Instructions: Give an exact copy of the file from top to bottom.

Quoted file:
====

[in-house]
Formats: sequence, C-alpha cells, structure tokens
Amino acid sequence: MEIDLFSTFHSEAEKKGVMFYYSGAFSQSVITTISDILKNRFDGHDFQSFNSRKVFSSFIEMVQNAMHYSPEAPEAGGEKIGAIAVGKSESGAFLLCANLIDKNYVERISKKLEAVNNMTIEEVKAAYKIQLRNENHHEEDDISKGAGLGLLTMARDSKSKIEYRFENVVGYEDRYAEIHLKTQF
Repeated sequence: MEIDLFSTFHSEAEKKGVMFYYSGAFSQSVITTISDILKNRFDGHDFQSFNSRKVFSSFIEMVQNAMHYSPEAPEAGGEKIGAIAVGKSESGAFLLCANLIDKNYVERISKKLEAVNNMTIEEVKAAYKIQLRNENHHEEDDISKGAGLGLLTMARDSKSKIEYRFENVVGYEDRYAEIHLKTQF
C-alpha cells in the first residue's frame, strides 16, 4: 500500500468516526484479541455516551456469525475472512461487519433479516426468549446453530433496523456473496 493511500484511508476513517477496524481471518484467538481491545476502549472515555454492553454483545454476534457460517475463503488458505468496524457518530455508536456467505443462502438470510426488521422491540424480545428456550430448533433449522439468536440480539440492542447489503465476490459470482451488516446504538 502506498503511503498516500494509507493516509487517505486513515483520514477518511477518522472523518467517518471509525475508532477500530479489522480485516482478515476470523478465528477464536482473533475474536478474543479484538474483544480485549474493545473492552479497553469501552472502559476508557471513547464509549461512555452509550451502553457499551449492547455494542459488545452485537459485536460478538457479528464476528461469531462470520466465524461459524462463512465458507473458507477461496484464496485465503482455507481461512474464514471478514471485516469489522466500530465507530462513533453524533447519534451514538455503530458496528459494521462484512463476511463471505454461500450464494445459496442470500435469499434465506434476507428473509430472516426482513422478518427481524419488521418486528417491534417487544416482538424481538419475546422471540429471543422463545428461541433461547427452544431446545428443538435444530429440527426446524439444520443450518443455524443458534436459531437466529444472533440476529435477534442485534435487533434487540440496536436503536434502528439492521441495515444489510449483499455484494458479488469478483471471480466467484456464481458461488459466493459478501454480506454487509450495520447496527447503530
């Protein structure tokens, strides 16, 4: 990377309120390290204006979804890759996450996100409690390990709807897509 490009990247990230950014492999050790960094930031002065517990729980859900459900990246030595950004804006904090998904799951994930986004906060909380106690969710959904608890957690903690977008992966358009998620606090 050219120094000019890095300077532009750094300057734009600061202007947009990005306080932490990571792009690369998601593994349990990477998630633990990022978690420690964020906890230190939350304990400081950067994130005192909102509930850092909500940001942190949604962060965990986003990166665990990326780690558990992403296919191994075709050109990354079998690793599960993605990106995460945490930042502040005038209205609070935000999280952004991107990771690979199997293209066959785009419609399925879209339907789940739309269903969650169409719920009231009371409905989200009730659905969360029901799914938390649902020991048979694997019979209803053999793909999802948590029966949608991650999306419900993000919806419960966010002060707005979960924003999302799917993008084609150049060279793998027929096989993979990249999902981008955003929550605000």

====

[in-house]
Formats: sequence, C-alpha cells, structure tokens
Amino acid sequence: MEIDLFSTFHSEAEKKGVMFYYSGAFSQSVITTISDILKNRFDGHDFQSFNSRKVFSSFIEMVQNAMHYSPEAPEAGGEKIGAIAVGKSESGAFLLCANLIDKNYVERISKKLEAVNNMTIEEVKAAYKIQLRNENHHEEDDISKGAGLGLLTMARDSKSKIEYRFENVVGYEDRYAEIHLKTQF
Repeated sequence: MEIDLFSTFHSEAEKKGVMFYYSGAFSQSVITTISDILKNRFDGHDFQSFNSRKVFSSFIEMVQNAMHYSPEAPEAGGEKIGAIAVGKSESGAFLLCANLIDKNYVERISKKLEAVNNMTIEEVKAAYKIQLRNENHHEEDDISKGAGLGLLTMARDSKSKIEYRFENVVGYEDRYAEIHLKTQF
C-alpha cells in the first residue's frame, strides 16, 4: 500500500468516526484479541455516551456469525475472512461487519433479516426468549446453530433496523456473496 493511500484511508476513517477496524481471518484467538481491545476502549472515555454492553454483545454476534457460517475463503488458505468496524457518530455508536456467505443462502438470510426488521422491540424480545428456550430448533433449522439468536440480539440492542447489503465476490459470482451488516446504538 502506498503511503498516500494509507493516509487517505486513515483520514477518511477518522472523518467517518471509525475508532477500530479489522480485516482478515476470523478465528477464536482473533475474536478474543479484538474483544480485549474493545473492552479497553469501552472502559476508557471513547464509549461512555452509550451502553457499551449492547455494542459488545452485537459485536460478538457479528464476528461469531462470520466465524461459524462463512465458507473458507477461496484464496485465503482455507481461512474464514471478514471485516469489522466500530465507530462513533453524533447519534451514538455503530458496528459494521462484512463476511463471505454461500450464494445459496442470500435469499434465506434476507428473509430472516426482513422478518427481524419488521418486528417491534417487544416482538424481538419475546422471540429471543422463545428461541433461547427452544431446545428443538435444530429440527426446524439444520443450518443455524443458534436459531437466529444472533440476529435477534442485534435487533434487540440496536436503536434502528439492521441495515444489510449483499455484494458479488469478483471471480466467484456464481458461488459466493459478501454480506454487509450495520447496527447503530
């Protein structure tokens, strides 16, 4: 990377309120390290204006979804890759996450996100409690390990709807897509 490009990247990230950014492999050790960094930031002065517990729980859900459900990246030595950004804006904090998904799951994930986004906060909380106690969710959904608890957690903690977008992966358009998620606090 050219120094000019890095300077532009750094300057734009600061202007947009990005306080932490990571792009690369998601593994349990990477998630633990990022978690420690964020906890230190939350304990400081950067994130005192909102509930850092909500940001942190949604962060965990986003990166665990990326780690558990992403296919191994075709050109990354079998690793599960993605990106995460945490930042502040005038209205609070935000999280952004991107990771690979199997293209066959785009419609399925879209339907789940739309269903969650169409719920009231009371409905989200009730659905969360029901799914938390649902020991048979694997019979209803053999793909999802948590029966949608991650999306419900993000919806419960966010002060707005979960924003999302799917993008084609150049060279793998027929096989993979990249999902981008955003929550605000």